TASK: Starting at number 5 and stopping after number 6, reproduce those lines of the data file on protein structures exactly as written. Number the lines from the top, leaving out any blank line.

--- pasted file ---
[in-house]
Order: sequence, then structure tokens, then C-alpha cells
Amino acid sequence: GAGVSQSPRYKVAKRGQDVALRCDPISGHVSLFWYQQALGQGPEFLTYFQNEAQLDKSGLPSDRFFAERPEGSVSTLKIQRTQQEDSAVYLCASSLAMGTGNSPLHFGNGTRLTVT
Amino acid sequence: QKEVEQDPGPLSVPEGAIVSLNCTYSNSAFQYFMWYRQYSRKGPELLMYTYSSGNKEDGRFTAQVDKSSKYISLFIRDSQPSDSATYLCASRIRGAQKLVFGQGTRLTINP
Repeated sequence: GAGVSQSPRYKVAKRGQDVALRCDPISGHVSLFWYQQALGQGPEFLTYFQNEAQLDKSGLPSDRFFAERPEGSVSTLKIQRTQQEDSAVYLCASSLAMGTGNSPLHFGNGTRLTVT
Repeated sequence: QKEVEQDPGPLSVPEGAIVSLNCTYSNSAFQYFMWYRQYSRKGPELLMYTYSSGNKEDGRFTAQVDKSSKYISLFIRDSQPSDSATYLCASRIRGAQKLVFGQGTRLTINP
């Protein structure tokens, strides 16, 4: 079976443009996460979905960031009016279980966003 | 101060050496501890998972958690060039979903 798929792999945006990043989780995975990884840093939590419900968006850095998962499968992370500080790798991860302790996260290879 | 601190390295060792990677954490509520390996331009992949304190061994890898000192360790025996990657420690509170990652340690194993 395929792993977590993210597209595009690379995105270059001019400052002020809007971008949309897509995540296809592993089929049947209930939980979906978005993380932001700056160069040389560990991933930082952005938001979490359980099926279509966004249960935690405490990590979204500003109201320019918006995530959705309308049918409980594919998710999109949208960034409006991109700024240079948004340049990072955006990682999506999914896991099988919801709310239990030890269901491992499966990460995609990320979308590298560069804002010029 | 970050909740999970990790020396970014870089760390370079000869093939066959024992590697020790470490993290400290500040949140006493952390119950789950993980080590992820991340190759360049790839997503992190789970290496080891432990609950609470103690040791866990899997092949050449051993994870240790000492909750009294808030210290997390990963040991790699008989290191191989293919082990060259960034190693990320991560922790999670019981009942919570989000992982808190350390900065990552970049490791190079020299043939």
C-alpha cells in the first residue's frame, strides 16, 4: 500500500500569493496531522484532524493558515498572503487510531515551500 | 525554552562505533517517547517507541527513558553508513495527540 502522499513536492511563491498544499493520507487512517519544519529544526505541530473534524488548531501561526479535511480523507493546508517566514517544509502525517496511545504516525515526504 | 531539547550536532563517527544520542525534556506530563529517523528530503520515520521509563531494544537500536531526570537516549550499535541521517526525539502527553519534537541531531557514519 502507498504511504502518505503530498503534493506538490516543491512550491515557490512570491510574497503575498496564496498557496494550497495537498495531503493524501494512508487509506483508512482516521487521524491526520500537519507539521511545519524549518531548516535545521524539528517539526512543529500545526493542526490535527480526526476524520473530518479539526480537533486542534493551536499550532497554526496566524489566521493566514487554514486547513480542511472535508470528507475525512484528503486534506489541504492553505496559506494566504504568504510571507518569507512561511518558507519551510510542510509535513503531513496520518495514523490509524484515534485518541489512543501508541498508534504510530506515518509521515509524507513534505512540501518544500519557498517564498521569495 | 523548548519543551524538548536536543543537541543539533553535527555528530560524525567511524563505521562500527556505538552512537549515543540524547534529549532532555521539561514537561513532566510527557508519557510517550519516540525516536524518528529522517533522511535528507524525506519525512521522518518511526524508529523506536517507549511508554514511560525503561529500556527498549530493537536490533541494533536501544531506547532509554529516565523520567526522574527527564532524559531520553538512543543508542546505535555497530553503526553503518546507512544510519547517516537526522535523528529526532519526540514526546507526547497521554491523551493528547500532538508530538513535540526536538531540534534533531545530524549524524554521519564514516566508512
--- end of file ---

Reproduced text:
Repeated sequence: GAGVSQSPRYKVAKRGQDVALRCDPISGHVSLFWYQQALGQGPEFLTYFQNEAQLDKSGLPSDRFFAERPEGSVSTLKIQRTQQEDSAVYLCASSLAMGTGNSPLHFGNGTRLTVT
Repeated sequence: QKEVEQDPGPLSVPEGAIVSLNCTYSNSAFQYFMWYRQYSRKGPELLMYTYSSGNKEDGRFTAQVDKSSKYISLFIRDSQPSDSATYLCASRIRGAQKLVFGQGTRLTINP